O'Connor, Lamanna, Harris, Hu, Bailleul, Wang and You, 2021. First avian skulls from the Lower Cretaceous Xiagou Formation, Gansu, China. The Society of Vertebrate Paleontology Virtual Meeting Conference Program, 81st Annual Meeting. 196.

O'Connor, Stidham, Harris, Lamanna, Bailleul, Hu, Wang and You, 2021 online. Avian skulls represent a diverse ornithuromorph fauna from the Lower Cretaceous Xiagou Formation, Gansu Province, China. Journal of Systematics and Evolution. Early View. DOI: 10.1111/jse.12823

Radermacher, Fernandez, de Klerk, Chapelle and Choiniere, 2021. Synchrotron ╬╝CT scanning reveals novel cranial anatomy of the enigmatic Early Cretaceous South African coelurosaur, Nqwebasaurus thwazi. The Society of Vertebrate Paleontology Virtual Meeting Conference Program, 81st Annual Meeting. 213-214.

Ruebenstahl, Napoli, Bhullar, Turner and Norell, 2021. Two new eudromaeosaurs from Khulsan (central Mongolia) reveal modern-like faunal predatory structure amoung non-avian dinosaurs. The Society of Vertebrate Paleontology Virtual Meeting Conference Program, 81st Annual Meeting. 222-223.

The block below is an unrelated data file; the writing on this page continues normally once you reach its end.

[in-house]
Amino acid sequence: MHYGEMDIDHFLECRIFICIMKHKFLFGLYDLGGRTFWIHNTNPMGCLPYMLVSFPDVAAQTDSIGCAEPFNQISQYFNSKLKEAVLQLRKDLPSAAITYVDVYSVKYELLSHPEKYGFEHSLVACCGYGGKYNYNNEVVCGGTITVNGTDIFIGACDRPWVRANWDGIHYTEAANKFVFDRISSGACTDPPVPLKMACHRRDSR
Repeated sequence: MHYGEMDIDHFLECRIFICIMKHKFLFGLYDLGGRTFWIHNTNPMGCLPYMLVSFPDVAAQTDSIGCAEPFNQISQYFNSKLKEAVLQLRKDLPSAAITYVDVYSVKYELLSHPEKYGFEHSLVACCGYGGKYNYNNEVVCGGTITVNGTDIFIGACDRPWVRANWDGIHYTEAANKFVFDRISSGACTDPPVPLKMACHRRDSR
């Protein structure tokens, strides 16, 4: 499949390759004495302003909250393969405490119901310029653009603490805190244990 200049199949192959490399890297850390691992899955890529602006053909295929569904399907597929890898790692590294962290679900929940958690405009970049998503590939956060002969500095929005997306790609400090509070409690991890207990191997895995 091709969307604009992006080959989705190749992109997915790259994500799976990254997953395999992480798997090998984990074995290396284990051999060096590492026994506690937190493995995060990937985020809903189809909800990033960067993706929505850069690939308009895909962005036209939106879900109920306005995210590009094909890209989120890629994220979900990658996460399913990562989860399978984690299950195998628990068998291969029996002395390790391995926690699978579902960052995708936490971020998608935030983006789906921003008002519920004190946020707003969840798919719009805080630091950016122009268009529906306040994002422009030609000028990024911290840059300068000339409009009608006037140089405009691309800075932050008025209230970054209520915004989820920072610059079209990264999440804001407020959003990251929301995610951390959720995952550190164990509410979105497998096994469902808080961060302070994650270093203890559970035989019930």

Averianov and Lopatin, 2022 online. A new alvarezsaurid theropod dinosaur from the Upper Cretaceous of Gobi Desert, Mongolia. Cretaceous Research. DOI: 10.1016/j.cretres.2022.105168

Averianov and Sues, 2022 online. New material and diagnosis of a new taxon of alvarezsaurid (Dinosauria, Theropoda) from the Upper Cretaceous Bissekty Formation of Uzbekistan. Journal of Vertebrate Paleontology. Latest Articles. e2036174. DOI: 10.1080/02724634.2021.2036174

Cuesta, Vidal, Ortega, Shibata and Sanz, 2022 (online 2021). Pelecanimimus (Theropoda: Ornithomimosauria) postcranial anatomy and the evolution of the specialized manus in Ornithomimosaurs and sternum in maniraptoriforms. Zoological Journal of the Linnean Society. 194(2), 553-591.

Wang, Cau, Luo, Kundrat, Wu, Ju, Guo, Liu and Ji, 2022. A new bohaiornithid-like bird from the Lower Cretaceous of China fills a gap in enantiornithine disparity. Journal of Paleontology. FirstView. DOI: 10.1017/jpa.2022.12